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Ernest Kucera
An undated photo of Ernest Kucera, the leader of the Ernest Kucera Polka Orchestra. Kucera died Monday at 86.

Nebraska had a King of Polka, and his name was Ernie Kucera.

For more than 50 years, Kucera led a band that played wedding dances and anniversary dances and the annual Bee Barn Dance — the one where the fire department raffles off live poultry.

He toured Texas and Oklahoma and Michigan and even communist Czechoslovakia. He had his own radio show, which aired daily for more than 40 years.

“People used to call him — and he  was — the Guy Lombardo of polka music,” said Michael Brecka, who played in Kucera’s band for years.

Kucera’s body was found late Monday afternoon in Homestead Lake, about two miles from his home in Abie. Kucera, 87, had been seen fishing earlier that afternoon.

Butler County Sheriff Mark Hecker said it appeared Kucera died before falling into the lake, possibly from a heart attack.

Kucera’s wife, Millie, died in a car accident in October. Monday would have been her 90th birthday.

By Tuesday, news of Kucera’s death had spread throughout the polka community, in which he was viewed as both a mentor and a legend.

Brecka said he started dreaming of playing with Kucera around his 12th or 14th birthday, when he received an Ernie Kucera album as a gift from his dad.

Brecka started playing the trumpet, and by the time he was in his 20s, he had a band of his own.

But then Brecka heard that Kucera, who farmed the land next to his father’s, was looking for a new trumpet player.

“I said, ‘Ernie, if I’m good enough, I’ll quit my band, and I’ll play with you.’”

He was, and he did.

Brecka remembered Kucera as a good boss who treated his musicians well, paying them before he paid himself. He was a good musician, too, Brecka said — precise and clean, with a distinctive, simple beat that was easy to dance to.   

For those reasons, Kucera’s band was booked most Saturday and Sunday nights, and a lot of Friday nights, too, Brecka said. Plus it went on tour four or five times a year.

The best times, Brecka said, were in Texas, where people would line up 20 feet deep in front of the stage to watch the band play.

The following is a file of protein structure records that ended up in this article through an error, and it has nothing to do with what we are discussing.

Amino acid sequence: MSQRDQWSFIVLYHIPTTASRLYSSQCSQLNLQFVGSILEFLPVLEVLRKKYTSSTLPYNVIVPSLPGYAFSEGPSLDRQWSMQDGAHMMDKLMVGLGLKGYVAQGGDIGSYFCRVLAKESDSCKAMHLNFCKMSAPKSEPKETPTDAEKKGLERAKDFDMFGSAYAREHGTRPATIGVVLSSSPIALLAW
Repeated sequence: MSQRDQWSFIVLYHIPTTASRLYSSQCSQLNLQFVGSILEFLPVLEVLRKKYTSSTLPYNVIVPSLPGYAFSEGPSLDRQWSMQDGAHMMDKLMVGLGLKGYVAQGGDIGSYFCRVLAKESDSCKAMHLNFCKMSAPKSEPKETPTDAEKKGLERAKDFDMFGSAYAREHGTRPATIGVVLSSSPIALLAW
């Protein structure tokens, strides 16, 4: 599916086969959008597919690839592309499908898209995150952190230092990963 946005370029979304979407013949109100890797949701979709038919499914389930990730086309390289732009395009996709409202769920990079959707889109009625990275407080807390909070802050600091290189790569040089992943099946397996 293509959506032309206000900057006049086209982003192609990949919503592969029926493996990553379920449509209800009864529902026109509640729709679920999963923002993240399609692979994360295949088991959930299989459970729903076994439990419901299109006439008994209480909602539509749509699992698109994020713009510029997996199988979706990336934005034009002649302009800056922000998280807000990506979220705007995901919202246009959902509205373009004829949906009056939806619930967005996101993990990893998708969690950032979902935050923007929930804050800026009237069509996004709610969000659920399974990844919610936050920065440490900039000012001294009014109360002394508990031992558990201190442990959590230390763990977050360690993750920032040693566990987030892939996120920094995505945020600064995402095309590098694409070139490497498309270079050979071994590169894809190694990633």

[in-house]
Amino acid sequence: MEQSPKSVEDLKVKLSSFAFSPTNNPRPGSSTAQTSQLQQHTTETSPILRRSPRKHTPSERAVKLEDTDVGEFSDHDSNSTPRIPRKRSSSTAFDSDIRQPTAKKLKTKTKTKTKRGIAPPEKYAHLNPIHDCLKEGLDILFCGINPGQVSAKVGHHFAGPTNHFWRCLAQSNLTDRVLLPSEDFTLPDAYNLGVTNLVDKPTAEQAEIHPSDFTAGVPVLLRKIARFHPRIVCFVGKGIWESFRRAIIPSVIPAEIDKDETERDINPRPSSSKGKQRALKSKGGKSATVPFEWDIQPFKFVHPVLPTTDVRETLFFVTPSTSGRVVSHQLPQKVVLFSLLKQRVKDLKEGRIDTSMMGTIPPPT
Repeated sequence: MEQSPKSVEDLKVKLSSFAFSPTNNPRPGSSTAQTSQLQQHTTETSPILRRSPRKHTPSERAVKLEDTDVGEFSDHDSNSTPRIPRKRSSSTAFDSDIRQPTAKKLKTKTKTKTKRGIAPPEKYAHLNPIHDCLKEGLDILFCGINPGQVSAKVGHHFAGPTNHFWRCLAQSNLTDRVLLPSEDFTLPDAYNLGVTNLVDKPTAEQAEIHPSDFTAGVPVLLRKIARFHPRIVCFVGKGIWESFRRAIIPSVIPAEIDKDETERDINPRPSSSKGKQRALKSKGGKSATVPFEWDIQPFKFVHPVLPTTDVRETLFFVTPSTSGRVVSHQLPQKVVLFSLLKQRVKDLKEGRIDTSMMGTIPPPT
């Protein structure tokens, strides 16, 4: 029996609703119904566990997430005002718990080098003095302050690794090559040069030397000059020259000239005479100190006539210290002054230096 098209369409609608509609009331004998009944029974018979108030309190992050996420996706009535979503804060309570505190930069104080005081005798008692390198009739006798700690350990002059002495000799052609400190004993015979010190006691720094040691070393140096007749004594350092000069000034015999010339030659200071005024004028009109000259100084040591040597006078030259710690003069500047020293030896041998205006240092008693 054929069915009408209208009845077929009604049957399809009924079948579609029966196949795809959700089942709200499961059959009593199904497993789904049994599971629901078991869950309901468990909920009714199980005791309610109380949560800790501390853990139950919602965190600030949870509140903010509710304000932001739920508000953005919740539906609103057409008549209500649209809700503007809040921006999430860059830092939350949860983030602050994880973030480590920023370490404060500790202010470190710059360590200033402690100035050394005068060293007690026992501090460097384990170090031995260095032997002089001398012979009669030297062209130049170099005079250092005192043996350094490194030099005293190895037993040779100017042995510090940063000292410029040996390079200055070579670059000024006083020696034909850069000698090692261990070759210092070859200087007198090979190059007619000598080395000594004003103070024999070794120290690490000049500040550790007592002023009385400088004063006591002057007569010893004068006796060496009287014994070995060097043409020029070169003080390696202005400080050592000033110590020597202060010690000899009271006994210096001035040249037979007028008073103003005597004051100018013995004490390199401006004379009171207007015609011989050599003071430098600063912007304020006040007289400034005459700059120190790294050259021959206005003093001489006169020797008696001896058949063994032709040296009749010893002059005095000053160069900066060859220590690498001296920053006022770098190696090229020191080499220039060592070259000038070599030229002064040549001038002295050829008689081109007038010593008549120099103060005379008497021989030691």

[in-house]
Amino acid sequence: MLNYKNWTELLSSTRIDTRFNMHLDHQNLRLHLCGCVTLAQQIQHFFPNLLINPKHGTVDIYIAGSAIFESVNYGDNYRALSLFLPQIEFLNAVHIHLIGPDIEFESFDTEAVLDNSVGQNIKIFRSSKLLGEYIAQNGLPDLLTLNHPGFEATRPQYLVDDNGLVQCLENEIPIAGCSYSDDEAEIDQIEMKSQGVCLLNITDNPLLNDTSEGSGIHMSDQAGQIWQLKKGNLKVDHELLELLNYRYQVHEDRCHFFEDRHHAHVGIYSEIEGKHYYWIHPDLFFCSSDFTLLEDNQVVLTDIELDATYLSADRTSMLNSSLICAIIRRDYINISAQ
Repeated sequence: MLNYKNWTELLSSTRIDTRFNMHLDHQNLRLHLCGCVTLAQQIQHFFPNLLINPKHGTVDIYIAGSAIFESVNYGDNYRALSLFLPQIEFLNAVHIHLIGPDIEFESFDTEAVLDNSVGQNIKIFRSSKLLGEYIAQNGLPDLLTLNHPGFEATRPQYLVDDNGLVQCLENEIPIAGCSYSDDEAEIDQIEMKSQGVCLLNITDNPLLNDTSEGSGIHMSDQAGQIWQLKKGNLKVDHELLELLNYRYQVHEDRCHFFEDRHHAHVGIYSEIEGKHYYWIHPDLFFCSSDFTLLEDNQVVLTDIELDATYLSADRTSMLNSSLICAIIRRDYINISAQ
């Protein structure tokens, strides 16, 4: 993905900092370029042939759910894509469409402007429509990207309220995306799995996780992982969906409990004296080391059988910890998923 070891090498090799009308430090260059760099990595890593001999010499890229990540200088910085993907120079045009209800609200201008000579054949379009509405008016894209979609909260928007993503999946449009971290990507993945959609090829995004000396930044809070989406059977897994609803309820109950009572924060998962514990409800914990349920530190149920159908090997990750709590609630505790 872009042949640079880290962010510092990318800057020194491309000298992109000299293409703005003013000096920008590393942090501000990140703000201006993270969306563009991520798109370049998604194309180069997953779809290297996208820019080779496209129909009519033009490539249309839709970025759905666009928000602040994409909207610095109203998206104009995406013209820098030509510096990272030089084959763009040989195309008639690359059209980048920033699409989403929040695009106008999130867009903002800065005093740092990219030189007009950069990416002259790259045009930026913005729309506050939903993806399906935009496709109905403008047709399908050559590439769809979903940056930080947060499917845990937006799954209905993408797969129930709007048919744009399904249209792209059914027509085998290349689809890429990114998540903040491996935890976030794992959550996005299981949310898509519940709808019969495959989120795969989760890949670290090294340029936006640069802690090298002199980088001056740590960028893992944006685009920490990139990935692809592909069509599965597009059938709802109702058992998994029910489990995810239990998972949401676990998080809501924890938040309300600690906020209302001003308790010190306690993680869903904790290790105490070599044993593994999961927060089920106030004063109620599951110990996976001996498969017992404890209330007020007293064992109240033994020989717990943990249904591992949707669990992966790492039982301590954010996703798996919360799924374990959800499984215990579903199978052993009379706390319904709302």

“Ernie Kucera was Texas’ Elvis Presley,” Brecka said.

In Southeast Nebraska, of course, Kucera was just as well-known.

His polkas and waltzes remain popular requests on KJSK in Columbus, where Mark  Vyhlidal hosts a polka music program each Sunday.

Vyhlidal, himself a band leader, remembers watching Kucera play when he was still a little boy.

“I just remember his very unique wonderful Czech arrangements that the band played,” Vyhlidal said. “He made a great influence on me and on a lot of the musicians in the area.”

Kucera gave many polka musicians their first jobs, said Mike Siroky, his grandson.

Kucera got his start playing in his brother’s band in 1938. But the war broke out, and many of the players were drafted.

In 1942, Kucera took over as band leader and began looking for new members, often recruiting kids still in high school, Siroky said.

In one often-repeated story, Kucera asked someone where he could find a piano player. He was told to chase down a kid riding past on his bicycle.

He did, Siroky said, and the kid on the bicycle went on to play with Kucera for years.

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He continued to give young musicians a chance, said Lonnie Piitz, who now leads the Leo Lonnie Orchestra.

Piitz, whose uncle Leonard was in Kucera’s band for 50 years, played a show in Grand Island with Kucera when he was just a seventh-grader.

“It was like playing with a rock star,” Piitz said. “It was just pretty neat for somebody that couldn’t even drive — to play with a professional band, that was something.”

It was Kucera’s reputation as a great musician that made joining him onstage so exciting, Piitz said.

During the 1950s, KOOO radio in Omaha dubbed Kucera’s band the No. 1 polka band. The name stuck, and Kucera’s official band name was changed to Ernie Kucera and His Orchestra — Nebraska’s No. 1 Polka Band.

In 1979, Kucera was named the Polka King at Peony Park, and that name stuck, too.

In 1982, Kucera and his orchestra took a 12-day tour of Czechoslovakia, becoming the first American polka orchestra to play in the then-communist country.

Kucera was inducted into the International Polka Association Hall of Fame in 1992 and was a member of the Sokol Hall of Fame. He released 12 albums before retiring in 1995.

Brecka, who took over Kucera’s band after he retired, said he would continue to play the famous arrangements as long as the crowds kept coming.

Vyhlidal will keep playing Kucera’s polkas and waltzes on his weekly radio show.

“He’ll be greatly missed,” Vyhlidal said. “But the music will never die.”

Funeral services for Kucera will be at 11 a.m. Friday at the Abie Auditorium. Visitation will be Thursday from noon to 8 p.m., with the family present from 6 to 8 p.m., at Kracl Funeral Home's David City chapel.

Reach Cara Pesek at 473-7361 or cpesek@journalstar.com. David City Banner Press Editor Larry Peirce contributed to this report.

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